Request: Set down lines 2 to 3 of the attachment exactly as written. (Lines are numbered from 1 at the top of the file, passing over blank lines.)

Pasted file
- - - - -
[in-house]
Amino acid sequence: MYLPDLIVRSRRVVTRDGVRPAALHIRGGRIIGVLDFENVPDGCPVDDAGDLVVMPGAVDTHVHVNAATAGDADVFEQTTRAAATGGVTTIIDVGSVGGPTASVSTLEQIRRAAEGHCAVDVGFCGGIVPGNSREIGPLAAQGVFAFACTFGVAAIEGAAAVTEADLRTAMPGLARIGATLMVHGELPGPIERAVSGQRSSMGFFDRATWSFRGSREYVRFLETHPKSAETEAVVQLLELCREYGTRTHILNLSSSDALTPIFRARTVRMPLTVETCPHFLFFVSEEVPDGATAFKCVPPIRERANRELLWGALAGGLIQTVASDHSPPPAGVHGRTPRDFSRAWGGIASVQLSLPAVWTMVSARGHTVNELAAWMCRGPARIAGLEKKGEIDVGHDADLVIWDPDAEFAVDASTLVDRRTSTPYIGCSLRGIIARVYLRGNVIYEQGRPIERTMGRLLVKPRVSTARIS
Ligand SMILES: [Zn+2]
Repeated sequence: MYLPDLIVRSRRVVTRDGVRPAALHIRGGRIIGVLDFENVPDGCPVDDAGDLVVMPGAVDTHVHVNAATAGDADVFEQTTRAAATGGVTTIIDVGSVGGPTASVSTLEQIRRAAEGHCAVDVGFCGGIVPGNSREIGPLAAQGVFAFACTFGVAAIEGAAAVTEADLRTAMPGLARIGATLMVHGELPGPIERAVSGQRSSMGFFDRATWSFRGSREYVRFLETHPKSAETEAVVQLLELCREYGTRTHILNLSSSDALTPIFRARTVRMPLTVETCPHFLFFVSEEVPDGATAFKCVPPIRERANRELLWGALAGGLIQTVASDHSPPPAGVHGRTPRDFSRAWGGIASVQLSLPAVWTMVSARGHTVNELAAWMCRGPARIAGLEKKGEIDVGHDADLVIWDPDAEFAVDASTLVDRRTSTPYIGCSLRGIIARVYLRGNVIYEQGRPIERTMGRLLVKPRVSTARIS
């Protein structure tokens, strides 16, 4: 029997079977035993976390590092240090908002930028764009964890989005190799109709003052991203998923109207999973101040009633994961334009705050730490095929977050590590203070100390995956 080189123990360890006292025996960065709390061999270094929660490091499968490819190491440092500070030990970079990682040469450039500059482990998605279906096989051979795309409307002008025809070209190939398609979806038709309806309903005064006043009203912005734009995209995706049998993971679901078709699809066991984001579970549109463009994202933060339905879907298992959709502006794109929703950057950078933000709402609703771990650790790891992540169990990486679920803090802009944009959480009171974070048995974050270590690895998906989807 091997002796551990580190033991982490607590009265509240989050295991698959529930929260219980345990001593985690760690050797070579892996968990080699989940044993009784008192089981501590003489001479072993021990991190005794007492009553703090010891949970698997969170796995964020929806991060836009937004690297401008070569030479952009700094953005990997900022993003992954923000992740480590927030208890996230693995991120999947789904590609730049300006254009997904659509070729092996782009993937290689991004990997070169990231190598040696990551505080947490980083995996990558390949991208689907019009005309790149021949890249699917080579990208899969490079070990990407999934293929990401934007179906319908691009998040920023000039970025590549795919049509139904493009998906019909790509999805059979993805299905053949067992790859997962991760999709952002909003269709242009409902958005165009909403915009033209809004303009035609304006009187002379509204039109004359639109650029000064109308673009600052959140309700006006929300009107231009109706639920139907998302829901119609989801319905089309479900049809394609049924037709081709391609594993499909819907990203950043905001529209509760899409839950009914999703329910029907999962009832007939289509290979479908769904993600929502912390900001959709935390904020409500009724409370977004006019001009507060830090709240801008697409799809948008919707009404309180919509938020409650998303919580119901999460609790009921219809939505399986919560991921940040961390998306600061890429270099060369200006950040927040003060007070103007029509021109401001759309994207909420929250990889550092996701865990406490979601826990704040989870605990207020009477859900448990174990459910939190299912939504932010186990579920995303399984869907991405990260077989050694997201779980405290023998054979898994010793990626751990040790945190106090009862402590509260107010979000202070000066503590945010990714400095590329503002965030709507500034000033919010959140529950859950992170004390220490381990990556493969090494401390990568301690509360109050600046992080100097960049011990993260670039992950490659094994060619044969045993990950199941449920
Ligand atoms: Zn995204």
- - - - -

Amino acid sequence: MYLPDLIVRSRRVVTRDGVRPAALHIRGGRIIGVLDFENVPDGCPVDDAGDLVVMPGAVDTHVHVNAATAGDADVFEQTTRAAATGGVTTIIDVGSVGGPTASVSTLEQIRRAAEGHCAVDVGFCGGIVPGNSREIGPLAAQGVFAFACTFGVAAIEGAAAVTEADLRTAMPGLARIGATLMVHGELPGPIERAVSGQRSSMGFFDRATWSFRGSREYVRFLETHPKSAETEAVVQLLELCREYGTRTHILNLSSSDALTPIFRARTVRMPLTVETCPHFLFFVSEEVPDGATAFKCVPPIRERANRELLWGALAGGLIQTVASDHSPPPAGVHGRTPRDFSRAWGGIASVQLSLPAVWTMVSARGHTVNELAAWMCRGPARIAGLEKKGEIDVGHDADLVIWDPDAEFAVDASTLVDRRTSTPYIGCSLRGIIARVYLRGNVIYEQGRPIERTMGRLLVKPRVSTARIS
Ligand SMILES: [Zn+2]